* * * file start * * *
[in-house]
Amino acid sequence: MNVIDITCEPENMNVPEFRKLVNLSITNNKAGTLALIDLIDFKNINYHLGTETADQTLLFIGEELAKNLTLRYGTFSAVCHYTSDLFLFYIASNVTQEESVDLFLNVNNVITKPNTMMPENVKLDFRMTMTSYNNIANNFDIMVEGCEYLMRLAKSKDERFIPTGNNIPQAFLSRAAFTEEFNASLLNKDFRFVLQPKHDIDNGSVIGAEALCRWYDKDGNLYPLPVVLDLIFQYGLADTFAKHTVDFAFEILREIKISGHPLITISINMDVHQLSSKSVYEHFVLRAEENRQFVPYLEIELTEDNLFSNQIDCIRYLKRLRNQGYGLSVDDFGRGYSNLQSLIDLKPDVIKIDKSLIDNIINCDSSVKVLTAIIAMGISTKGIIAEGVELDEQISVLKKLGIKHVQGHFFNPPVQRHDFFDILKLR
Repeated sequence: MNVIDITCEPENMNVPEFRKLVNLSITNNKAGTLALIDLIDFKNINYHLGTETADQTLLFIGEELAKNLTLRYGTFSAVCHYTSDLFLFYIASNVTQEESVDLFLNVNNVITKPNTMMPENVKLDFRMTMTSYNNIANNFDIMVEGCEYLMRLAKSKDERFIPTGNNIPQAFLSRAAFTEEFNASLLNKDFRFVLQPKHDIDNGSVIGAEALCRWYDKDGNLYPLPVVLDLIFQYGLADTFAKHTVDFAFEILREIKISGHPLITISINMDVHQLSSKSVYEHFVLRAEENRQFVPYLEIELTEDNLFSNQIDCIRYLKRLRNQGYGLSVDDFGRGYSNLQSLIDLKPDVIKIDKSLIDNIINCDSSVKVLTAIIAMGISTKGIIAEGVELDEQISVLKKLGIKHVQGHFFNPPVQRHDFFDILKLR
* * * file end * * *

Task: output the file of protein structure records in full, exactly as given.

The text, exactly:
[in-house]
Amino acid sequence: MNVIDITCEPENMNVPEFRKLVNLSITNNKAGTLALIDLIDFKNINYHLGTETADQTLLFIGEELAKNLTLRYGTFSAVCHYTSDLFLFYIASNVTQEESVDLFLNVNNVITKPNTMMPENVKLDFRMTMTSYNNIANNFDIMVEGCEYLMRLAKSKDERFIPTGNNIPQAFLSRAAFTEEFNASLLNKDFRFVLQPKHDIDNGSVIGAEALCRWYDKDGNLYPLPVVLDLIFQYGLADTFAKHTVDFAFEILREIKISGHPLITISINMDVHQLSSKSVYEHFVLRAEENRQFVPYLEIELTEDNLFSNQIDCIRYLKRLRNQGYGLSVDDFGRGYSNLQSLIDLKPDVIKIDKSLIDNIINCDSSVKVLTAIIAMGISTKGIIAEGVELDEQISVLKKLGIKHVQGHFFNPPVQRHDFFDILKLR
Repeated sequence: MNVIDITCEPENMNVPEFRKLVNLSITNNKAGTLALIDLIDFKNINYHLGTETADQTLLFIGEELAKNLTLRYGTFSAVCHYTSDLFLFYIASNVTQEESVDLFLNVNNVITKPNTMMPENVKLDFRMTMTSYNNIANNFDIMVEGCEYLMRLAKSKDERFIPTGNNIPQAFLSRAAFTEEFNASLLNKDFRFVLQPKHDIDNGSVIGAEALCRWYDKDGNLYPLPVVLDLIFQYGLADTFAKHTVDFAFEILREIKISGHPLITISINMDVHQLSSKSVYEHFVLRAEENRQFVPYLEIELTEDNLFSNQIDCIRYLKRLRNQGYGLSVDDFGRGYSNLQSLIDLKPDVIKIDKSLIDNIINCDSSVKVLTAIIAMGISTKGIIAEGVELDEQISVLKKLGIKHVQGHFFNPPVQRHDFFDILKLR